No matter ... Copa is pretty quiet this time of year, and we got a hostal room without difficulty (hostal = cheap hotel, not to be confused with hostel).  I didn't know it was possible to get a reasonably comfortable room, with our own bathroom and shower, for $3 a night ... but in Bolivia, at least, it is.  For 10 Bolivianos more (about $1.50), we could've had an ensuite bathroom; as it was, it was right next door, with a padlock on the door to prevent anyone but us from using it.

Copa is touristy, as Bolivia goes, so it's well supplied with restaurants and souvenir shops.  Sellers are not as aggressive as in Cusco, so I didn't feel too much like a "walking wallet" and could actually just wander around and enjoy the town.  It's laidback to the point of sleepiness, with one main street heading through town from the lakeshore, and the streets get quiet after about 8 pm.  The view from the harbour is breathtaking -- the vast expanse of Lake Titicaca stretching to the horizon and beyond -- and there's an impressively (and unexpectedly) grand basilica in the main square.  Local women and men stroll the streets in traditional clothing, the women especially eye-catching in their multi-layered skirts and colourful shawls.  There are few cars on the streets, just the buses and collectivos that ferry passengers further into Bolivia or over the border to Peru; most locals cart their goods around in huge bundles on their backs, wrapped up in one of those colourful shawls, or wheel them around on adult-sized tricycles with large cargo baskets in front.

Transporting stuff the hard way on Isla del Sol
It's definitely a different world.  It's even more so if you venture to the Isla del Sol out in Lake Titicaca.  It was a mystical place for the Incas, site of their creation myth and the birthplace of the Sun God.  It's still a little otherworldly:  it's a slow 2-hour ride by rickety boats to travel the few kilometres out, and with scarcely 5,000 inhabitants mostly clustered into two small villages at either end of the island, the island and its Inca and Tiwanaku (pre-Inca) ruins are yours to roam in peace and solitude.  The tiny museum that greets you when you step off the boat can send a few shivers down your spine; among other things, it displays real human bones recovered from archeological sites on the island, scattered somewhat haphazardly on a counter top.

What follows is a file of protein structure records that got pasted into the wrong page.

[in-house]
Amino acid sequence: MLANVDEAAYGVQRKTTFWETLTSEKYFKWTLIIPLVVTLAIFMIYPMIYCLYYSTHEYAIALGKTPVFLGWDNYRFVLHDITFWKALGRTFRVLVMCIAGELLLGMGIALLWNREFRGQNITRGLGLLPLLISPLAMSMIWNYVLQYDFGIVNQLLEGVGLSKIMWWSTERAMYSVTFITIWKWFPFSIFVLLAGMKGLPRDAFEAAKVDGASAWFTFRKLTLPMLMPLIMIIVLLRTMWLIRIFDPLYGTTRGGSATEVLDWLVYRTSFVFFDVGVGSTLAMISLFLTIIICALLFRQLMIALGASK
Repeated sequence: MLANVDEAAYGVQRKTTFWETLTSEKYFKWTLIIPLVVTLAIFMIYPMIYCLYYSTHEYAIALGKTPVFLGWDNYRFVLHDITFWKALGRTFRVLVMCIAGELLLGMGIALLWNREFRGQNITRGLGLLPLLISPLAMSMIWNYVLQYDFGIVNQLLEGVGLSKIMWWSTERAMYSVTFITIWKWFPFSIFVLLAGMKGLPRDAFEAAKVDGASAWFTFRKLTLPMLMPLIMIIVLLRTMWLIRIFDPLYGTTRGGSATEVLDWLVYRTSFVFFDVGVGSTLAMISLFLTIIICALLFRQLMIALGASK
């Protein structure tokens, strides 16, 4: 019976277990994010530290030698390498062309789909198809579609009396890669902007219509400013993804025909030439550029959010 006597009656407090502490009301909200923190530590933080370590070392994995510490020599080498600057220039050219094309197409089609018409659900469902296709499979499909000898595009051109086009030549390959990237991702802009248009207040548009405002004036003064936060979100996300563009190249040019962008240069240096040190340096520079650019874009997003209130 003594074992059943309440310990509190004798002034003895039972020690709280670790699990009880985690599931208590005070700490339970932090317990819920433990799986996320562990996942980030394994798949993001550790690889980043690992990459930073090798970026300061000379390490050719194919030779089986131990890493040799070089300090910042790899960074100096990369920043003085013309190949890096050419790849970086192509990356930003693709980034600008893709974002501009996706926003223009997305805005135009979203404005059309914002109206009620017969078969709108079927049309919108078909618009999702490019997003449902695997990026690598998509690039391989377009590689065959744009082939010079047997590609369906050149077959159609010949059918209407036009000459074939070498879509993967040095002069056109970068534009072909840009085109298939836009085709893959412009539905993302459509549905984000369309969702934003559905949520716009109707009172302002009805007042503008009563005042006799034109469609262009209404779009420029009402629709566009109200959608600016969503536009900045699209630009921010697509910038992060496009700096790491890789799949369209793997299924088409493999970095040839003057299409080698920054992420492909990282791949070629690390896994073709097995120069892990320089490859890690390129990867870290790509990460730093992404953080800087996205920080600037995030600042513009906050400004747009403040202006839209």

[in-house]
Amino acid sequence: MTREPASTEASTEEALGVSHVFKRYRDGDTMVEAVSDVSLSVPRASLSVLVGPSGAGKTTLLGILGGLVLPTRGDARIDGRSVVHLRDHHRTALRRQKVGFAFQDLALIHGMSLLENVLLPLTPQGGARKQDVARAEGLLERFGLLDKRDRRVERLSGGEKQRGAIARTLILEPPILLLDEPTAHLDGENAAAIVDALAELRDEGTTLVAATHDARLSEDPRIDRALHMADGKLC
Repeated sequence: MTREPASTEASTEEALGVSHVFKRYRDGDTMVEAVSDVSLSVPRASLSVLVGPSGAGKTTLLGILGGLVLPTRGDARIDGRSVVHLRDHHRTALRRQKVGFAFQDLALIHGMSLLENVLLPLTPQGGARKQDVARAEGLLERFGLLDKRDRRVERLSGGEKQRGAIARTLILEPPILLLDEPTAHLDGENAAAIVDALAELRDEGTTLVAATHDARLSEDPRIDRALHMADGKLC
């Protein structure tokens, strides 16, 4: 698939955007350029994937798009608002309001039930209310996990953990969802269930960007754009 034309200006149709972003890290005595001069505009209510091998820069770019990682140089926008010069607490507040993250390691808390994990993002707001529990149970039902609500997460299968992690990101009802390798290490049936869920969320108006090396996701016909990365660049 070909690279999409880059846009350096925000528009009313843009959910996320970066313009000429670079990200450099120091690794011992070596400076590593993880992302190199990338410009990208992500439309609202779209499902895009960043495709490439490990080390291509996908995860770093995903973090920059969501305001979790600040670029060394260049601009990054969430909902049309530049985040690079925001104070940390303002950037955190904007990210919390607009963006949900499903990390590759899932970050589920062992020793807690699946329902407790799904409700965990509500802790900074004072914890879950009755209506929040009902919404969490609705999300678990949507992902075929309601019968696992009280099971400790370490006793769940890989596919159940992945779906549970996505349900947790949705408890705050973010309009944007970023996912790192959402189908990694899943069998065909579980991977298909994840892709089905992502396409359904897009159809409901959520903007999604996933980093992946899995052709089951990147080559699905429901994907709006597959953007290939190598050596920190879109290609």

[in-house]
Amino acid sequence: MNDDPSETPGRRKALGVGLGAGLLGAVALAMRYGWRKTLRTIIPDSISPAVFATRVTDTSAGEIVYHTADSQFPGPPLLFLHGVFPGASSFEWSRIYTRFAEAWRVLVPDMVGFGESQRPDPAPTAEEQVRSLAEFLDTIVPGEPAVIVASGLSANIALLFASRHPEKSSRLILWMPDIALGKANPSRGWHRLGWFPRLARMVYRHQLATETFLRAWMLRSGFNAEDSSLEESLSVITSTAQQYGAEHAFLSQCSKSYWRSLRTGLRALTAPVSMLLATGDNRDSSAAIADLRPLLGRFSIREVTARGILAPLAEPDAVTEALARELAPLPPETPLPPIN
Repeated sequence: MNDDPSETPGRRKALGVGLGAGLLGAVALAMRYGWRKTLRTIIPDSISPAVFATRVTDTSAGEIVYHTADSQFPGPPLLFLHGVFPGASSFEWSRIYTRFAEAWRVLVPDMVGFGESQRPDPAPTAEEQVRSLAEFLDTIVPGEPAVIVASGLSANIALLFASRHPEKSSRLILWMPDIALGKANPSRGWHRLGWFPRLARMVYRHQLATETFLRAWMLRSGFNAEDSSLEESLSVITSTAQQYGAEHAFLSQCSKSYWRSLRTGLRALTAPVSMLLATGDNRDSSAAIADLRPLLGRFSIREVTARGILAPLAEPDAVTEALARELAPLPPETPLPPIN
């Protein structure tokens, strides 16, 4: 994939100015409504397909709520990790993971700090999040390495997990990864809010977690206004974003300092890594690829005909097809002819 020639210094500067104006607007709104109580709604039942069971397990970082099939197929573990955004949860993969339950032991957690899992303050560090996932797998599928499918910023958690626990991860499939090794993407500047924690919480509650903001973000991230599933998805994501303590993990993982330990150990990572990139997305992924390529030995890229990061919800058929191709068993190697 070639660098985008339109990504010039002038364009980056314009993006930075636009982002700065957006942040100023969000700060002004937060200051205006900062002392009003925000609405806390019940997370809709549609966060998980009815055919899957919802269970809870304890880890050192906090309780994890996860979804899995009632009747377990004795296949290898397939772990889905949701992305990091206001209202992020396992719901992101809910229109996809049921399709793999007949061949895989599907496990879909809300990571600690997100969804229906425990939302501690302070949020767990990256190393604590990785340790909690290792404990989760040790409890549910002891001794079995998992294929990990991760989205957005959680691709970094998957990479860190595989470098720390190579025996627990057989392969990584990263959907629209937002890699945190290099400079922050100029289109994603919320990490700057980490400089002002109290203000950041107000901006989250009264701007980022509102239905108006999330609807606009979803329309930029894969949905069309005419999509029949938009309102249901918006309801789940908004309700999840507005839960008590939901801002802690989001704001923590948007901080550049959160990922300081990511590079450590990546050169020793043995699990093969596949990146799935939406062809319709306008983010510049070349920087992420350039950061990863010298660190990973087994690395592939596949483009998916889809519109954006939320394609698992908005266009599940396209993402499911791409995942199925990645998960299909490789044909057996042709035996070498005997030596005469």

From the north end, where the boat let us off, we walked south across the length of the island.  It`s a peaceful hike along the ridgeline, once you climb to the highest point, and I`d have no trouble with hills that size at sea level, but this hike STARTED at 3,800 metres -- Titicaca is one of the highest-altitude lakes in the world.  It isn`t just my lack of fitness that had me gasping a little on the uphill stretches -- the air really is thinner up there!

So we definitely earned the right to have a big dinner out -- with Aditi, an Indian girl (living in Dubai and volunteering in Bolivia for a few months) we met on the boat ride over, we spent a relative fortune at Pueblo Viejo cafe (by ''relative'', I mean it cost about 3x our hotel room -- big money for Bolivia!). 

I headed back to Peru the next day (counting down the days till I need to be in Quito) and Anat headed onward to La Paz.  So I`m travelling solo again -- nice to have company for a few days, it can get wearisome managing everything on your own! 

p.s.  The biggest benefit of a travelling companion?  Having someone to watch your stuff in the bus station when you have to head to the bathroom ... seriously, have you ever tried managing a tiny bathroom stall with a large backpack in tow?